var _gaq = _gaq || []; _gaq.push(['_setAccount', 'UA-16049511-2']); _gaq.push(['_trackPageview']); (function() { var ga = document.createElement('script'); ga.type = 'text/javascript'; ga.async = true; ga.src = ('https:' == document.location.protocol ? 'https://ssl' : 'http://www') + ''; var s = document.getElementsByTagName('script')[0]; s.parentNode.insertBefore(ga, s); })();

Commentary: John R. Block Reports from Washington

“This & That”

Hello, everybody out there in farm country.  This radio commentary is brought to you by the National Corn Growers Association, CropLife America, and Renewable Fuels Association.  They are all friends, supporters, and allies of a healthy farm economy and prosperous rural America.  Thank you.

And now today’s commentary-

I have been reading reports that our beef cow numbers on farms and ranches are in a steady decline. That should not be a big surprise given the fact that some of the states that produce the most calves are living with serious drought. That means they won’t have enough pasture and other feed for their cows. With good cattle prices they send the cows to market. Also, with high prices being paid for soybeans and wheat, just plow up that pastureland and plant it. When you go to the grocery store today, that beef steak looks pretty expensive. It’s only going to get more costly if we don’t have the mother cows to produce the baby calves that are our future source of beef.

Turn to trade – it is exciting to take note of the big purchases of soybeans and corn by China. China has our high prices on their shoulder. We love it. But it is time we began to work on expanding our base of markets. It is just safer to diversify our ag exports. Here is a positive export note: we are increasing exports of beef to Japan, corn and pork to Vietnam, and potatoes to Mexico.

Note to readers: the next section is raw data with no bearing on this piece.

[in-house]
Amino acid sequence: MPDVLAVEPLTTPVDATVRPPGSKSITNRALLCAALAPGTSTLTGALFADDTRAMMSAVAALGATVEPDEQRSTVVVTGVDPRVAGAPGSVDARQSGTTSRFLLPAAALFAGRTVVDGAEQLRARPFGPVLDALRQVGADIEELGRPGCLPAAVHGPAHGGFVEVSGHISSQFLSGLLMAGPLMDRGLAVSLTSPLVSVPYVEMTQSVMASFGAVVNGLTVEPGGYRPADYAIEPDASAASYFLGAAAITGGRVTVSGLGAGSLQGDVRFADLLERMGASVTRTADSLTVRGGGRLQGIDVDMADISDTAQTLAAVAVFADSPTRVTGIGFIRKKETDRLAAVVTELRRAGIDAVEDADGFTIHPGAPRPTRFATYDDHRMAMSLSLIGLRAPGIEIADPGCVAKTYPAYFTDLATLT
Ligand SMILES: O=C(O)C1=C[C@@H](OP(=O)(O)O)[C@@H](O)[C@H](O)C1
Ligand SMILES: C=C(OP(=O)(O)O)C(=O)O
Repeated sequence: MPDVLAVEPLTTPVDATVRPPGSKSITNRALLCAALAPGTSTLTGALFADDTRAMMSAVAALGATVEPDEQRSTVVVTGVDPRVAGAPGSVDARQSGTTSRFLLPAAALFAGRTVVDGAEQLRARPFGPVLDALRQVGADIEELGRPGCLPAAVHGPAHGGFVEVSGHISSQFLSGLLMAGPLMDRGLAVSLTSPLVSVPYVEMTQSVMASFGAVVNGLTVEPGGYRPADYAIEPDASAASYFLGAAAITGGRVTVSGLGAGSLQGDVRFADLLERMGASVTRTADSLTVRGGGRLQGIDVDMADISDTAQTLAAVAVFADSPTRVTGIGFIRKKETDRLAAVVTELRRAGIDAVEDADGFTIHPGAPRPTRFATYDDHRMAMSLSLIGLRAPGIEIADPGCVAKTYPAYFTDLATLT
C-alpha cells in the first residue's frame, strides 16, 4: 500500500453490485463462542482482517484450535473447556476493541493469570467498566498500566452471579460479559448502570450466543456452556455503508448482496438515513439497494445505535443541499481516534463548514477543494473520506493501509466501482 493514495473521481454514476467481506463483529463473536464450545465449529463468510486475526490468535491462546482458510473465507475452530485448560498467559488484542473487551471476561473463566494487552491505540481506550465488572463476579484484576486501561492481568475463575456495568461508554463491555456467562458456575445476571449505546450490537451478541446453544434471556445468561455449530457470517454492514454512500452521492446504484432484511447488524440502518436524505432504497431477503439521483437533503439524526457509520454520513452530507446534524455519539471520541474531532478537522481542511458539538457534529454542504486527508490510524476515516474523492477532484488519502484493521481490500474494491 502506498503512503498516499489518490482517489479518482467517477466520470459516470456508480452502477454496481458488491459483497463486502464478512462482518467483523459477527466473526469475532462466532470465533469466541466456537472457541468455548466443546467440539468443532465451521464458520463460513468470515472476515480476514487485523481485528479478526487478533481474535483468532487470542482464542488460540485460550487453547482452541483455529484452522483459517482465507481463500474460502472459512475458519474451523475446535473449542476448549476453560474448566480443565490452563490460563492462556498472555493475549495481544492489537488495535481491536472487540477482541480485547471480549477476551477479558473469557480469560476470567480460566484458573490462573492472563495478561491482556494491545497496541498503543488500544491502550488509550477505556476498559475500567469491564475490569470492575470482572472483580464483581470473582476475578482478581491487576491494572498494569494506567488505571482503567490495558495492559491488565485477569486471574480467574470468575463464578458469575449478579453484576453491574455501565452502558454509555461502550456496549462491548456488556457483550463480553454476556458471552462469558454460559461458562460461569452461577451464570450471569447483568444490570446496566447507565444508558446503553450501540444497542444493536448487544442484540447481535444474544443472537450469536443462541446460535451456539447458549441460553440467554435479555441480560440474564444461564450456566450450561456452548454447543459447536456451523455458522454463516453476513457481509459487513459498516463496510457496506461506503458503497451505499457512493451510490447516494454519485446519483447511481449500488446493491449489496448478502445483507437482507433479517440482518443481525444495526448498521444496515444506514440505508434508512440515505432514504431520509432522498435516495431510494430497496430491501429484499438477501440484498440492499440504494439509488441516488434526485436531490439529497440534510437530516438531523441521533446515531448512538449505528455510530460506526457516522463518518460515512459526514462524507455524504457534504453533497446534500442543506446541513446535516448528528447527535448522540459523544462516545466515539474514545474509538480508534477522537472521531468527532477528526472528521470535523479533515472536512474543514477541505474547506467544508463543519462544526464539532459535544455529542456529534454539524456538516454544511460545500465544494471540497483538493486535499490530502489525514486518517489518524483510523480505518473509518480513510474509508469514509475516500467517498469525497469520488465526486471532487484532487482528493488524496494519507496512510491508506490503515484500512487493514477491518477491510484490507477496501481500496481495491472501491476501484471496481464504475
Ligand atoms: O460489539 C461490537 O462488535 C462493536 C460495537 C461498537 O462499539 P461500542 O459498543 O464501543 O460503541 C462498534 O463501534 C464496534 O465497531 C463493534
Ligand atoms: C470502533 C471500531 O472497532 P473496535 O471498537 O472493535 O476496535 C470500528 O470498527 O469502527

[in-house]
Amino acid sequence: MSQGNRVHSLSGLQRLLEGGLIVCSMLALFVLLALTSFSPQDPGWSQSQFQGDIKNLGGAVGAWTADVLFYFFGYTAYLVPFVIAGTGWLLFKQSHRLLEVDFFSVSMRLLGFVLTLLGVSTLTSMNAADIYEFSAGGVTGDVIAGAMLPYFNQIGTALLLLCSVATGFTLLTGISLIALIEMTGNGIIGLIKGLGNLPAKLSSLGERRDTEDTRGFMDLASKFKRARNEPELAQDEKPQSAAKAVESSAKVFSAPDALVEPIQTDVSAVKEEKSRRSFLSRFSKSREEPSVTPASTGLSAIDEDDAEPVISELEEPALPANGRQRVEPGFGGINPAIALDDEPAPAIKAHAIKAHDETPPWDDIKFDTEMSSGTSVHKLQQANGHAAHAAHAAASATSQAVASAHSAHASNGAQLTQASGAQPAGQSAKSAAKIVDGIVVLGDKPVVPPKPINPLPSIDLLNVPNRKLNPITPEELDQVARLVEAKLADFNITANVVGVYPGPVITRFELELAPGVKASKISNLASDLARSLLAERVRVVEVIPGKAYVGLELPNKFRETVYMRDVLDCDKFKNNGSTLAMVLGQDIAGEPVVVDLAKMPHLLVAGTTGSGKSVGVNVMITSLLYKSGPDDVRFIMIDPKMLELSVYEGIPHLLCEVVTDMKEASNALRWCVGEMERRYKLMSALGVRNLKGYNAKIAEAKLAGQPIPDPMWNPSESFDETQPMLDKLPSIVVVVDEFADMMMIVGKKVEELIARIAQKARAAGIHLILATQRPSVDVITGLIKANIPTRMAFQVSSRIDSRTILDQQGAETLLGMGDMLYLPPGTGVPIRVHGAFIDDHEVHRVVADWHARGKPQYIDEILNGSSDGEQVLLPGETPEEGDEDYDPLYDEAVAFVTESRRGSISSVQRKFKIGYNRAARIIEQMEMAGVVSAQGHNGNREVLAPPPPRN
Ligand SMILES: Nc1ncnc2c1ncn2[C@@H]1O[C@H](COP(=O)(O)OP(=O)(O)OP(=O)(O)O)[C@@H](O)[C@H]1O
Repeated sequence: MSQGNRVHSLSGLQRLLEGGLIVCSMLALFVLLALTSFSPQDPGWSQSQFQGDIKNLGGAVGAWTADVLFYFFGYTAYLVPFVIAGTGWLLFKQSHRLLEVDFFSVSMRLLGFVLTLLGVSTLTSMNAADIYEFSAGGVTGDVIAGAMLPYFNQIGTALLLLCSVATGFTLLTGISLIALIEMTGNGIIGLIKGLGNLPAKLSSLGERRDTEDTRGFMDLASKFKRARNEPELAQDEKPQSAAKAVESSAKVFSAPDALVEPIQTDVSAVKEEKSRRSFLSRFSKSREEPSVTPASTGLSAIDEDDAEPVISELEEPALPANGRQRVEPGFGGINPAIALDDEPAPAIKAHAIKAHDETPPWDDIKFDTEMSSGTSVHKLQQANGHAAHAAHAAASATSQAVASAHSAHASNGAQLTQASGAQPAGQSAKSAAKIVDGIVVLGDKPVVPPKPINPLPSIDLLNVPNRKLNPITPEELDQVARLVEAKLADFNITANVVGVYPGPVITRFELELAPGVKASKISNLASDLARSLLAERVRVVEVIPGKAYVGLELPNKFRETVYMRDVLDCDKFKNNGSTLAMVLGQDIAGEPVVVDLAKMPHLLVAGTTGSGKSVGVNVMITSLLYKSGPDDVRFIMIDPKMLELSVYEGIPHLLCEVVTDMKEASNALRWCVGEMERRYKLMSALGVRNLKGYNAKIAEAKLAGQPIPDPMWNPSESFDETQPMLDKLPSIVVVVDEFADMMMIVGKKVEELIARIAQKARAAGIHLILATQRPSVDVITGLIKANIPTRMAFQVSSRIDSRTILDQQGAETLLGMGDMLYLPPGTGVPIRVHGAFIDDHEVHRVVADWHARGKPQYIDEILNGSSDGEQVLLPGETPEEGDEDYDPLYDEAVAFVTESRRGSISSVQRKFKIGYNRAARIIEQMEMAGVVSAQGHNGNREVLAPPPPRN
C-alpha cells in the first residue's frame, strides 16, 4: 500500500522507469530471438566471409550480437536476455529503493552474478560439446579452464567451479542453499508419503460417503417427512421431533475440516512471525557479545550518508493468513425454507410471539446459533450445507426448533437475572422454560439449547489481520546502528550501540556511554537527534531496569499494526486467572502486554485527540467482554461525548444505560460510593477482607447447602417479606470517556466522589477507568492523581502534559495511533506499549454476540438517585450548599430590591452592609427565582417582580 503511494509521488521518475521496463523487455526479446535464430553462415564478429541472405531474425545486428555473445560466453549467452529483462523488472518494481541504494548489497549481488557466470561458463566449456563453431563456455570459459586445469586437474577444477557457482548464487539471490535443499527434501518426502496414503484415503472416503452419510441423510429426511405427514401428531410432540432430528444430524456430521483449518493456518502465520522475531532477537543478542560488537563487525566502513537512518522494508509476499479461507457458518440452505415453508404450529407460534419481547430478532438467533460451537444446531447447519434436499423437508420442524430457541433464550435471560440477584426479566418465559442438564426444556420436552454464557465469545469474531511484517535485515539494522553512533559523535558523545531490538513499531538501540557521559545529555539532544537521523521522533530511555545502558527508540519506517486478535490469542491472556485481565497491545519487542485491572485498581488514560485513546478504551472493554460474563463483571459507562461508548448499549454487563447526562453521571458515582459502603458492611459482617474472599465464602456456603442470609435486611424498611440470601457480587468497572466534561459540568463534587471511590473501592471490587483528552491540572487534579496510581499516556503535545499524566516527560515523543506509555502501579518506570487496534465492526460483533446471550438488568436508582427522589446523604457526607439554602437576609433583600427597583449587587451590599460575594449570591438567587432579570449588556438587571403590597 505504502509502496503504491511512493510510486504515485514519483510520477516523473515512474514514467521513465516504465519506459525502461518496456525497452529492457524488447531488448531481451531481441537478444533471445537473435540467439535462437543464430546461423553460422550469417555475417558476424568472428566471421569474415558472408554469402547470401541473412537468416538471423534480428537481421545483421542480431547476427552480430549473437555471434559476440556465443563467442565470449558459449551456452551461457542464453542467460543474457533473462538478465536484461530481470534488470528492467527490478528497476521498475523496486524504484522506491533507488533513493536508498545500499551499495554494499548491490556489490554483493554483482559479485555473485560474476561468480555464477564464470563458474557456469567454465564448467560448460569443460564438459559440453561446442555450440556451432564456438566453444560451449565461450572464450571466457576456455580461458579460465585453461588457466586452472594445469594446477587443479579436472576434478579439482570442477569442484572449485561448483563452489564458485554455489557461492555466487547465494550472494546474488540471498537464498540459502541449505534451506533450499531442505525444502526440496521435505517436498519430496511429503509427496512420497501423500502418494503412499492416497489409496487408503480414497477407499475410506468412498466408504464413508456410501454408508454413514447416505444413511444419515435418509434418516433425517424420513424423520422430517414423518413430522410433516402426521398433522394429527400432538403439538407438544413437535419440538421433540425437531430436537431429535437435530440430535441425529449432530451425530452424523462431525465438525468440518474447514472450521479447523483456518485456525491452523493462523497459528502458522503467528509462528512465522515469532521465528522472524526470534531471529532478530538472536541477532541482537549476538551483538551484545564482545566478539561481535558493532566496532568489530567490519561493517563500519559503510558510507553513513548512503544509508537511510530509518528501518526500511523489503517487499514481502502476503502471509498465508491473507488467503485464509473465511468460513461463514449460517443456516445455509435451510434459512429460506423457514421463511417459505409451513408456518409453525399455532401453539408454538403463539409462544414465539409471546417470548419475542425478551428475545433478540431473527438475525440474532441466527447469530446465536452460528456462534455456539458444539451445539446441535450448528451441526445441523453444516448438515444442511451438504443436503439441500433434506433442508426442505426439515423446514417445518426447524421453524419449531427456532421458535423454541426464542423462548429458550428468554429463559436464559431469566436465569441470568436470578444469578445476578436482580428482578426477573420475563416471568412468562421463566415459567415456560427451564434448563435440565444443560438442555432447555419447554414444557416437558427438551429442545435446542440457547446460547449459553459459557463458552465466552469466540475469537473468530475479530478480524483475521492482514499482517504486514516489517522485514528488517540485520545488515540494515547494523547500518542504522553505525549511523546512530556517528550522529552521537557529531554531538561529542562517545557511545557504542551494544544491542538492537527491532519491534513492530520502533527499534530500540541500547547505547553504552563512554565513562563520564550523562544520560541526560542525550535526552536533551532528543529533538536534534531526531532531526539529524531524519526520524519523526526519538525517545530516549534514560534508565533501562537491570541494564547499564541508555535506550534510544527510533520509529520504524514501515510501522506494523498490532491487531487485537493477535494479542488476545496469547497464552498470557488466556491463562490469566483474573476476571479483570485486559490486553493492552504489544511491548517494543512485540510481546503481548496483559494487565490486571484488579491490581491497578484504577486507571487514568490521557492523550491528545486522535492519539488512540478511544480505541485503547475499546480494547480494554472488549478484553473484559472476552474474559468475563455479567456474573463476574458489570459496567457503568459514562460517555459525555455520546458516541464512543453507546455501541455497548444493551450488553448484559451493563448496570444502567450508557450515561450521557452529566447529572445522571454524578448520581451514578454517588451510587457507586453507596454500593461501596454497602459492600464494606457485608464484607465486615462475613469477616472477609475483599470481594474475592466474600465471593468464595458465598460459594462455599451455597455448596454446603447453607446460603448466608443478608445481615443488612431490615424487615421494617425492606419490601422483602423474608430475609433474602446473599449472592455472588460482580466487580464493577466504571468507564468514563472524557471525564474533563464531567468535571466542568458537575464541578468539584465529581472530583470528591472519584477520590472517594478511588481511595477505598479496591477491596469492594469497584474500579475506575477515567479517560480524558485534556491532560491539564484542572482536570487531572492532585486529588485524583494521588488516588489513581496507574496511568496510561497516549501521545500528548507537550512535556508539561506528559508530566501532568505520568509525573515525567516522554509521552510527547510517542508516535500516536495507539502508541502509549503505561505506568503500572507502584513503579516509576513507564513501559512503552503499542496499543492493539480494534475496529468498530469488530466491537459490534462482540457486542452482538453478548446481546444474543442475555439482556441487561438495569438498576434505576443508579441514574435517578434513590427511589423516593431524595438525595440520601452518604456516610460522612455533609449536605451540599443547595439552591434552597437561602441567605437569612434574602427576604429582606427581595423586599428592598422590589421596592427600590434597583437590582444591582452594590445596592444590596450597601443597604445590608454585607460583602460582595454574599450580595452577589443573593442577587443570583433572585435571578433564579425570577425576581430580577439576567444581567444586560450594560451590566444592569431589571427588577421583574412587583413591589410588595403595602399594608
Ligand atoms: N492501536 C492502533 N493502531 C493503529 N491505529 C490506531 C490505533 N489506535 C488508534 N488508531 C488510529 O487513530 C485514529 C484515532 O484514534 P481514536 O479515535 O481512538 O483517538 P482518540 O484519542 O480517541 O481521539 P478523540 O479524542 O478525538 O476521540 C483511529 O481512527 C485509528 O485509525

Next – When it comes to green house gas emissions, our ag industry is doing a good job. EPA reports that we have cut emissions by 4% in 2019 – 2020. The ag industry represents just 10% of total U.S. emissions. “That is much lower than other economic sectors.”

Last subject – Russia’s war on Ukraine. That war has been raging for 3 months now. The death and destruction are in our papers and tv every day. Russia has lost 15,000 troops, 2,000 armored vehicles and 60 aircraft. I am sure Putin thought that it wouldn’t take more than a week to bring Ukraine down. That’s not what happened. This has become a brutal deadly war. Now we have Putin threatening to use nuclear weapons. They would be small, tactical weapons, but that action would open up to a much bigger war. I don’t predict this will happen, but I don’t think Putin will give up. That’s not his nature. He is a brutal dictator. Now if NATO and the U.S. are dedicated to preserving Ukraine’s independence, where is the middle ground to reach a compromise and end the war? Let’s hope it can be found.

If you would like to review my radio shows going back more than 20 years, just go online to